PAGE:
Julius Genachowski Stepping Down As FCC Chairman

IT Management

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Julius Genachowski has served as FCC Chairman since his appointment in June 2009. Over the years, he has spearheaded a number of projects, including the ambitious National Broadband Plan. Now he's leaving that all behind.

The New York Times reports that Genachowski has announced his resignation from the FCC this morning. He's expected to formally leave the Commission in the coming weeks.

This isn't the first departure from the FCC in recent weeks. Commissioner Robert M. McDowell recently announced that he would be leaving the Commission after serving since 2006. Both departures leave the FCC with two open spots that are to be filled in the coming months.

Aside from the National Broadband Plan, Genachowski's departure throws the fate of other FCC pet projects into question. For one, the FCC was trying to sell unused TV airwaves to mobile carrier operators. Broadcasters resisted the sale, however, and it remains to be seen if Genachowski's successor will continue to push for the sale.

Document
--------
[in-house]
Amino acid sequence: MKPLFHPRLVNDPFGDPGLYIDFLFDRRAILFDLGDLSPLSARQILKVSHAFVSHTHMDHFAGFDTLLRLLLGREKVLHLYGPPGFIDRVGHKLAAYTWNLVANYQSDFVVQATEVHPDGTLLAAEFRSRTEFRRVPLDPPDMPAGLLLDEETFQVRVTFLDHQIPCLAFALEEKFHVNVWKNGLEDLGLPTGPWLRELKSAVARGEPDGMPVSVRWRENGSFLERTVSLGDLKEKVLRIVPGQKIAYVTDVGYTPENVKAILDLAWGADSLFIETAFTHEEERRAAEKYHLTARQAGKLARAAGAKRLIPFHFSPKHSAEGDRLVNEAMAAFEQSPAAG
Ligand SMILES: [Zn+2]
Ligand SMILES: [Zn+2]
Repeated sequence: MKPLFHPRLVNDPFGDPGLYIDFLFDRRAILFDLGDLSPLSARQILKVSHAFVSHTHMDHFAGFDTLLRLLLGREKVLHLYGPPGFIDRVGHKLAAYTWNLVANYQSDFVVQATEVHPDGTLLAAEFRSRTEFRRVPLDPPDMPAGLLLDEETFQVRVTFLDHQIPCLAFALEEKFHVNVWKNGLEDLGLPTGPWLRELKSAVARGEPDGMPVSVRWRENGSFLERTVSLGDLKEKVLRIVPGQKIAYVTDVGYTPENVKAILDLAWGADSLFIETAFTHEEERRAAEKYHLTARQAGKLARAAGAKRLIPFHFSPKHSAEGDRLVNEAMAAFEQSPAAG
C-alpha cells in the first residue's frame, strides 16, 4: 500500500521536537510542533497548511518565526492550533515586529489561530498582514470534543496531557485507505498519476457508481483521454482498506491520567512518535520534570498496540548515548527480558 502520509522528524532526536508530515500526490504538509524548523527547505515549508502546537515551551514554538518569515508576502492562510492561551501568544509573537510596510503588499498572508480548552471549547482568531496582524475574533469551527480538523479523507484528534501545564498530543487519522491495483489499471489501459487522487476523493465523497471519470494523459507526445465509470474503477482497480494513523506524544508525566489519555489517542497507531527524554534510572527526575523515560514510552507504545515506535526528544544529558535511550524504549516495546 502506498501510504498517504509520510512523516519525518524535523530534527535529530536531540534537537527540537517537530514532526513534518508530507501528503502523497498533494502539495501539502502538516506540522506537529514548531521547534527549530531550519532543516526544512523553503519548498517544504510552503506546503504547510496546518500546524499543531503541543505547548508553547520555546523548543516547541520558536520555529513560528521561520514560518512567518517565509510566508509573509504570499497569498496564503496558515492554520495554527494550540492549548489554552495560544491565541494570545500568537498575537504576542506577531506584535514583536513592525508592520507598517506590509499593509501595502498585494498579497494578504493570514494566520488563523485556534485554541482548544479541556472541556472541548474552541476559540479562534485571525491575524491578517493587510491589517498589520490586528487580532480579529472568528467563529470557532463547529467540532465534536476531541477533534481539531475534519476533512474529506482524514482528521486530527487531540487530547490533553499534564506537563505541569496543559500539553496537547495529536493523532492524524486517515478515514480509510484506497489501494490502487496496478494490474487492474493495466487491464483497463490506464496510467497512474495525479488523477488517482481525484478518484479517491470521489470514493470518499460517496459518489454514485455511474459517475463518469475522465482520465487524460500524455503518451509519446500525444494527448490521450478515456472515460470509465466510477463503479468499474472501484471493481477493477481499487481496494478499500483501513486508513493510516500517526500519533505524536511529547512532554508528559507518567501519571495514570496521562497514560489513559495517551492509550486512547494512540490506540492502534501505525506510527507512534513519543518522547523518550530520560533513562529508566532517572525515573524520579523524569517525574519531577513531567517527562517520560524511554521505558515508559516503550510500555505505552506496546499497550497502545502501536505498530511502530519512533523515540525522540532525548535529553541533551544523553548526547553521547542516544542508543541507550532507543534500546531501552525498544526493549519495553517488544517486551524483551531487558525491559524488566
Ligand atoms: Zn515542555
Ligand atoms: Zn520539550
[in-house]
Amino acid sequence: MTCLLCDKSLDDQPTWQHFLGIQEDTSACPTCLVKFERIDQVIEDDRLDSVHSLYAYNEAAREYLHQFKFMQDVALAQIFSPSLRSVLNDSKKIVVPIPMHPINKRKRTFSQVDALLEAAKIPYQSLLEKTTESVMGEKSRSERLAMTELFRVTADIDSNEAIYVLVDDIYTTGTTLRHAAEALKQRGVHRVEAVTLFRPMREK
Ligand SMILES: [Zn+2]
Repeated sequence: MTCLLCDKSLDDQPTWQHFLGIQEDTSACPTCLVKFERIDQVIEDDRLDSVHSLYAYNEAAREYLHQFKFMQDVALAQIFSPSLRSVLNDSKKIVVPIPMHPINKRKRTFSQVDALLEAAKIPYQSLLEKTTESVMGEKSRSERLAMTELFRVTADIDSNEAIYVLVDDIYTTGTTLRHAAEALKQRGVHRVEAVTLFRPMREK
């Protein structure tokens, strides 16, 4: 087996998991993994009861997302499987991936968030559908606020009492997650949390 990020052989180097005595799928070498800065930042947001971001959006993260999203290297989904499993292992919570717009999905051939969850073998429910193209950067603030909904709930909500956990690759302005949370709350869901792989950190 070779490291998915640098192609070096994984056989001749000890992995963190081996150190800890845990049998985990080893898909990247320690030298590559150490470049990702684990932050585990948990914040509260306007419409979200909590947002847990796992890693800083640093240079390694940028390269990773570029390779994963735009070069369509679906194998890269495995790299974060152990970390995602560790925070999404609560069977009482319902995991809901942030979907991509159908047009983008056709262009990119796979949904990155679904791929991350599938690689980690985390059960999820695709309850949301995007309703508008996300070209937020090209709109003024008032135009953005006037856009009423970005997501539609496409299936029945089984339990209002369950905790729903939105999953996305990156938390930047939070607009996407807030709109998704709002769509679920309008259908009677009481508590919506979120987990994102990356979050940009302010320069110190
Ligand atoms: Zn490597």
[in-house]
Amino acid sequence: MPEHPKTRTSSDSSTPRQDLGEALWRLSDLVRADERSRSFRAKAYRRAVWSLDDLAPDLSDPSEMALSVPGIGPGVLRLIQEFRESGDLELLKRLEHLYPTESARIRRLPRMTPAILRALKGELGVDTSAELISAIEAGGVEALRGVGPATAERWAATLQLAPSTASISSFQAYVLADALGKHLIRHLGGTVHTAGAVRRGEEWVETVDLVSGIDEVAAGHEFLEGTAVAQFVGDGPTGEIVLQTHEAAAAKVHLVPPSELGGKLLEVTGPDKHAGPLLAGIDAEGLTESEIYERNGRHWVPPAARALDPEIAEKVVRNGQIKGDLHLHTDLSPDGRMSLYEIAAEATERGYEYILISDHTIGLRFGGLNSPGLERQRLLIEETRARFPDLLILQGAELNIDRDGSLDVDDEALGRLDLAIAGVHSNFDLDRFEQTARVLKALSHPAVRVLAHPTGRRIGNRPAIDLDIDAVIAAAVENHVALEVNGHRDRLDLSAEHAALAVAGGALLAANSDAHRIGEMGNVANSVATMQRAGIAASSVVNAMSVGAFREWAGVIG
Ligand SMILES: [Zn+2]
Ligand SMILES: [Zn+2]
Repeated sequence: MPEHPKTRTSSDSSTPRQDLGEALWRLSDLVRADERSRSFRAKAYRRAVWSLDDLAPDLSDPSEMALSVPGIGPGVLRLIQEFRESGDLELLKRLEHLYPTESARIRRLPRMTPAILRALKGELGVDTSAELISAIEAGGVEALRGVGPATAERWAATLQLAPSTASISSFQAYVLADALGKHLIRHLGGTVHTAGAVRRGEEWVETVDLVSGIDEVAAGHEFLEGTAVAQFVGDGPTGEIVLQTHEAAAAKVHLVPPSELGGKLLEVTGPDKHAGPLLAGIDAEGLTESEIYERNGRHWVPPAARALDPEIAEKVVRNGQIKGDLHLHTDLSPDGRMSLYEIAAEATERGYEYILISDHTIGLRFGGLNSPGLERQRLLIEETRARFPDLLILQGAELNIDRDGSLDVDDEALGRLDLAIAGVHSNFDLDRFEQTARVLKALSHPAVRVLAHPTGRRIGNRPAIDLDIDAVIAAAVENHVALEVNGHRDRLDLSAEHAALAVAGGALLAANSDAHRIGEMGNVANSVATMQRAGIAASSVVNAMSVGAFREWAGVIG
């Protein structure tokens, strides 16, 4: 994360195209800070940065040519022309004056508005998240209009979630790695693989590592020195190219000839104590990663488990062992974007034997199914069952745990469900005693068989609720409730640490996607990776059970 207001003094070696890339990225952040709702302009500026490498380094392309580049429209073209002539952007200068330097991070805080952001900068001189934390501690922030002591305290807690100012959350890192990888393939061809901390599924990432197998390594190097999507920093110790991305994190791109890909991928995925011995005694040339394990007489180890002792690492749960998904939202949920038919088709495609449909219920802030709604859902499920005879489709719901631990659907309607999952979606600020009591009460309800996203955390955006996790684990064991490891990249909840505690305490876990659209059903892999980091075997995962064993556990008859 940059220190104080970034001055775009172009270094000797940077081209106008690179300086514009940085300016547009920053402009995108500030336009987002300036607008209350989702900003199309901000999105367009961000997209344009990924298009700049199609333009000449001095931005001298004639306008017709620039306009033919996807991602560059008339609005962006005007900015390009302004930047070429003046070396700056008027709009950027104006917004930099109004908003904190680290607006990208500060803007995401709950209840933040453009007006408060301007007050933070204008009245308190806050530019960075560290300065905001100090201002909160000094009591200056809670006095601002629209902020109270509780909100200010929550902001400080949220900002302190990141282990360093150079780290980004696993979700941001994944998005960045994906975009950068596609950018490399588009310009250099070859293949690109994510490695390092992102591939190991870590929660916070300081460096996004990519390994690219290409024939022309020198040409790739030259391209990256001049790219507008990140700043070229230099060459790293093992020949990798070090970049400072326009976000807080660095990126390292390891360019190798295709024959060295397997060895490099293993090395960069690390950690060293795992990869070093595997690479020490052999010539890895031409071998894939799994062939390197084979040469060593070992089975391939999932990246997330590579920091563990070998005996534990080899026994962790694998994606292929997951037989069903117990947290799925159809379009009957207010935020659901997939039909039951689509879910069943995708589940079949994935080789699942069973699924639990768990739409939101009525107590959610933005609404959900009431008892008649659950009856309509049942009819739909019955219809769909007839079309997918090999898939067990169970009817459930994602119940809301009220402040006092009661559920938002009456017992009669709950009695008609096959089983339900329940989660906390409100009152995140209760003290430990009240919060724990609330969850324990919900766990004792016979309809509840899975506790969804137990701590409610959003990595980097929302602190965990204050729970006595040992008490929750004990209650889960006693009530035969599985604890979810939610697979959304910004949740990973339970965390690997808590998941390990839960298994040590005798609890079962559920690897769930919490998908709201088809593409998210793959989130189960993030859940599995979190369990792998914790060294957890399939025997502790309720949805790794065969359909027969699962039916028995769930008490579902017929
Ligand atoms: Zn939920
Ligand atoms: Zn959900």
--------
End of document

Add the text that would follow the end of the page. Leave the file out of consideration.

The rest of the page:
Another plan with an unclear fate it the City Gigabit Challenge. It pushed for each state to offer at least one gigabit network by 2015. It could be just the kick the Internet needs in the US, but his successor may not encourage such an endeavor.

Despite such concerns, Genachowski is confident in the FCC's ability to continue its work:

“While there are challenges ahead in this fast-moving, globally competitive sector, a revitalized FCC is prepared to continue taking them on. I’m deeply grateful to President Obama for his vision, friendship, and the opportunity to serve our country. I’m proud of what we’ve done together to harness technology to advance the American dream for the 21st century. I know you’ll continue to fight hard to fulfill this agency’s vital mission, and I look forward to continuing to work together until my last day at the agency, and to count you as family and as an inspiration for long after that.”

Hopefully that work includes delivering broadband to the 19 million Americans who still don't have it.